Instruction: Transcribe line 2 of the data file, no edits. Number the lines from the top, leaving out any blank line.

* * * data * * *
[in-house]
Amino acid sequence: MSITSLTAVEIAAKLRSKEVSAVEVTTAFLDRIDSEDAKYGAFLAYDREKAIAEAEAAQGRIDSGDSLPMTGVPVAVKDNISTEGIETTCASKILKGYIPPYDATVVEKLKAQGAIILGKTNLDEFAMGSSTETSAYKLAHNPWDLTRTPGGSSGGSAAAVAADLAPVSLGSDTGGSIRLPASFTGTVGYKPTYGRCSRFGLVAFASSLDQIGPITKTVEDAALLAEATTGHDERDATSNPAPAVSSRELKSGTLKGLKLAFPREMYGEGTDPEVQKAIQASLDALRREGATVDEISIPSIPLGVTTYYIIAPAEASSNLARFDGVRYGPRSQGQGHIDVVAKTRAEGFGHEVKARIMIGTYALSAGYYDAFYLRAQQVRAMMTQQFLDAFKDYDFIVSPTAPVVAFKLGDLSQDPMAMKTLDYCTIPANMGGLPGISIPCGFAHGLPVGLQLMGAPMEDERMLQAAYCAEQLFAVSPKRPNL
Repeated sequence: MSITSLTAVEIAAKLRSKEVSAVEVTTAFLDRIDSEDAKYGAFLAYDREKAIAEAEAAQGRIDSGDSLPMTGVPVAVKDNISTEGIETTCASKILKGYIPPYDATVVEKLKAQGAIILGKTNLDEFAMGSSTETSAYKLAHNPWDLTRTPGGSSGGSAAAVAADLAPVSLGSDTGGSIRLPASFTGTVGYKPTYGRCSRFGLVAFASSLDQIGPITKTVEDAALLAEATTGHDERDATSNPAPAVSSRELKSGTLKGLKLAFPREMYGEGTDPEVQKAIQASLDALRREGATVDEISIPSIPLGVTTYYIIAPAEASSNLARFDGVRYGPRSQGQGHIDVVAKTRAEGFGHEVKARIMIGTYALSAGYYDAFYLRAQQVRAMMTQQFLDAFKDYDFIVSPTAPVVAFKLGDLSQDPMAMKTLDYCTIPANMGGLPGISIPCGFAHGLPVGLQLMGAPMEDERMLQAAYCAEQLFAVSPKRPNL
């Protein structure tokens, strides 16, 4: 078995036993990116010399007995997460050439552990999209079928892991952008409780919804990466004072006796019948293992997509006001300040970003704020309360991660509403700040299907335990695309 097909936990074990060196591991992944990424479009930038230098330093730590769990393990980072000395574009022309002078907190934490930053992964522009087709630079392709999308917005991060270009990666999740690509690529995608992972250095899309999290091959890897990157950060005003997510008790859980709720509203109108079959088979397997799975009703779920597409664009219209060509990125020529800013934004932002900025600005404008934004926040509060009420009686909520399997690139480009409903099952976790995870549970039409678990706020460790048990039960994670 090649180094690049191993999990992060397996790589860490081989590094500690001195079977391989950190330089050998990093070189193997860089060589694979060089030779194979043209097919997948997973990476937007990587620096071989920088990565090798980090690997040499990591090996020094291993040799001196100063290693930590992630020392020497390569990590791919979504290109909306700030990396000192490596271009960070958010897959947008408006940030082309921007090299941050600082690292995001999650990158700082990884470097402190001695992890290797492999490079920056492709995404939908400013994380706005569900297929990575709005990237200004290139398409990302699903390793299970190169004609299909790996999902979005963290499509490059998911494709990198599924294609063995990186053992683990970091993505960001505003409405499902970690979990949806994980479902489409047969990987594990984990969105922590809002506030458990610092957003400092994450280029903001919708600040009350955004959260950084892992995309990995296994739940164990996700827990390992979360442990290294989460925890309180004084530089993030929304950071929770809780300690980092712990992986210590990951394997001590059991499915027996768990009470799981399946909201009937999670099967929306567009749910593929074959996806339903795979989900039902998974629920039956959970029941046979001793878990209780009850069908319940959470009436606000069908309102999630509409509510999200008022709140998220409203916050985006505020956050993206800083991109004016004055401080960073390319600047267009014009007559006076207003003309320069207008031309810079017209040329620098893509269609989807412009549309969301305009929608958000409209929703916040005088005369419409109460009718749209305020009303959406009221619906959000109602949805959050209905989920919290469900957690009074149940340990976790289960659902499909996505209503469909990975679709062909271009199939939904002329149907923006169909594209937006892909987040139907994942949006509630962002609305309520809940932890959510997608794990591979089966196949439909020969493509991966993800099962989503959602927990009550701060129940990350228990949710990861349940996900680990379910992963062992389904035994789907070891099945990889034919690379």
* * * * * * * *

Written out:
Amino acid sequence: MSITSLTAVEIAAKLRSKEVSAVEVTTAFLDRIDSEDAKYGAFLAYDREKAIAEAEAAQGRIDSGDSLPMTGVPVAVKDNISTEGIETTCASKILKGYIPPYDATVVEKLKAQGAIILGKTNLDEFAMGSSTETSAYKLAHNPWDLTRTPGGSSGGSAAAVAADLAPVSLGSDTGGSIRLPASFTGTVGYKPTYGRCSRFGLVAFASSLDQIGPITKTVEDAALLAEATTGHDERDATSNPAPAVSSRELKSGTLKGLKLAFPREMYGEGTDPEVQKAIQASLDALRREGATVDEISIPSIPLGVTTYYIIAPAEASSNLARFDGVRYGPRSQGQGHIDVVAKTRAEGFGHEVKARIMIGTYALSAGYYDAFYLRAQQVRAMMTQQFLDAFKDYDFIVSPTAPVVAFKLGDLSQDPMAMKTLDYCTIPANMGGLPGISIPCGFAHGLPVGLQLMGAPMEDERMLQAAYCAEQLFAVSPKRPNL